Photo credit: bloodybee
I couldn’t wait to tell Chuck the good news!
The second I saw him, later that afternoon, I said, “Chuck, you have got to call Susan again, right away.”
I told him about what I had done. I told him I’d lied to the Pizza Hut manager, tricked him into changing her work schedule, and now Susan had the Saturday off. She could go with us to the amusement park!
That night, Chuck called Susan, and in his enthusiasm, thinking she would be flattered by our attentions, by our Machiavellian scheming, he told her everything I’d done.
Susan was not flattered.
She was pissed.
She hung up on Chuck.
He told me that the next day, at work, and he held up his hand for a high-five. “Well, man,” he said, “looks like it’s just you and me.”
It’s so easy to see the big moments in our lives. You know what I mean? We fall in love. We get married. We rent our first apartment. We buy our first house. We have kids. They grow up. They lead lives of their own. Maybe we become grandparents.
What’s harder to see are the small moments that make those big moments possible.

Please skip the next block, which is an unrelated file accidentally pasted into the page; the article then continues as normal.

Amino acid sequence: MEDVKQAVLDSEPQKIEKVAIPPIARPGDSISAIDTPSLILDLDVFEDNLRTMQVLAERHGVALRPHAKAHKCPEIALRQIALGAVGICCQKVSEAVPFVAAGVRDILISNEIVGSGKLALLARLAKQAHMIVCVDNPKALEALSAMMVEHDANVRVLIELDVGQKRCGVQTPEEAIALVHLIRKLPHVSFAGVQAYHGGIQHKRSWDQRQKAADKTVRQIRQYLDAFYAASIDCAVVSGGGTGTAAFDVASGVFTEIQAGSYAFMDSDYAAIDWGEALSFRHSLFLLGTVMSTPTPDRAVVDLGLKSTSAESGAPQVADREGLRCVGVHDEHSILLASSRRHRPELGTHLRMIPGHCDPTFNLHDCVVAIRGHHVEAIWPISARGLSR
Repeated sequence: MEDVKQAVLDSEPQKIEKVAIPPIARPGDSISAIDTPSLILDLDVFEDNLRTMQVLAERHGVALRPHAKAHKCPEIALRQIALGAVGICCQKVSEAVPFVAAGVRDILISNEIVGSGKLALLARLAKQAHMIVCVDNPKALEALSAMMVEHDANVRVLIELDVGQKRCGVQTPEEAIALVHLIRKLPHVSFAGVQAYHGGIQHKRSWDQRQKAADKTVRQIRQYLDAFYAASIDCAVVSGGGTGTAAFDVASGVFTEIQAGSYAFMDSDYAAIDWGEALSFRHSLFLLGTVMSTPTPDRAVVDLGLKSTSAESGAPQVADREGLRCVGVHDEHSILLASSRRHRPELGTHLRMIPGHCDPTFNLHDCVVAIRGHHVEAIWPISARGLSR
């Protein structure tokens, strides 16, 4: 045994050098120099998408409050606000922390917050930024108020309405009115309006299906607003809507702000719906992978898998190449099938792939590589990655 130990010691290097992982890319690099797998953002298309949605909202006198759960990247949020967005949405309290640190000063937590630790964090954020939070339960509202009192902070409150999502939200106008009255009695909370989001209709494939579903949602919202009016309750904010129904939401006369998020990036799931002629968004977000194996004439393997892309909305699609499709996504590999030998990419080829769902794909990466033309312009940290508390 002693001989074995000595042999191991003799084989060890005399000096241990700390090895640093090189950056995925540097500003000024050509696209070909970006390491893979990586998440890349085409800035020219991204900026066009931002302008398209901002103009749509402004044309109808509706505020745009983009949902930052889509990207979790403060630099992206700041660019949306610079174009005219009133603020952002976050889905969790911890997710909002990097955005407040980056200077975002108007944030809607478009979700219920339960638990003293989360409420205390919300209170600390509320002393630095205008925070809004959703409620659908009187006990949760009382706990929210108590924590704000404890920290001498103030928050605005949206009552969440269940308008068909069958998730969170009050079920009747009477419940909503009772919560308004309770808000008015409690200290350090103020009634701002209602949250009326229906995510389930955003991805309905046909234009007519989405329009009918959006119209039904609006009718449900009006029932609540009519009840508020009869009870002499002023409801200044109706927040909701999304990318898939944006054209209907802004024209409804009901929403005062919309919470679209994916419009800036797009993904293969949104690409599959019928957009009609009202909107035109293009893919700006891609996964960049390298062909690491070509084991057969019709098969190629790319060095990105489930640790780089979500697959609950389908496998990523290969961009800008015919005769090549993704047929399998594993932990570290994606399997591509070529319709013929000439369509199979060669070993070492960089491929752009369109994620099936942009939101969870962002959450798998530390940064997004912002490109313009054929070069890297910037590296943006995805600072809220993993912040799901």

In that first date with Amy, I saw one of those small moments.
And I couldn’t slap Chuck’s outstretched hand. I just couldn’t.
I said to him, “Man, I am so, so sorry. But I can’t go with you to Cedar Point. I have to go with Amy. I have to.”
Chuck let his hand fall, and he looked away from me. “I don’t give a rat’s ass what you do,” he said.
A couple of weeks later, Chuck went off to college, and I never saw him again. And in that bittersweet summer of 1979, when the song My Sharona was topping the pop charts, Chuck Hager stopped being my best friend.
But that Saturday in August, Amy and I went to Cedar Point, and we were together the entire day, from sun up till sun down.
And four years later, on a rainy Christmas Eve, when I proposed to her, she said yes.
And thirty-three years later, with a house and two kids, we are still together.
I tell this story because it’s the only example I can think of in which two wrongs — a broken promise, and a lie — made, for me, such a perfect right.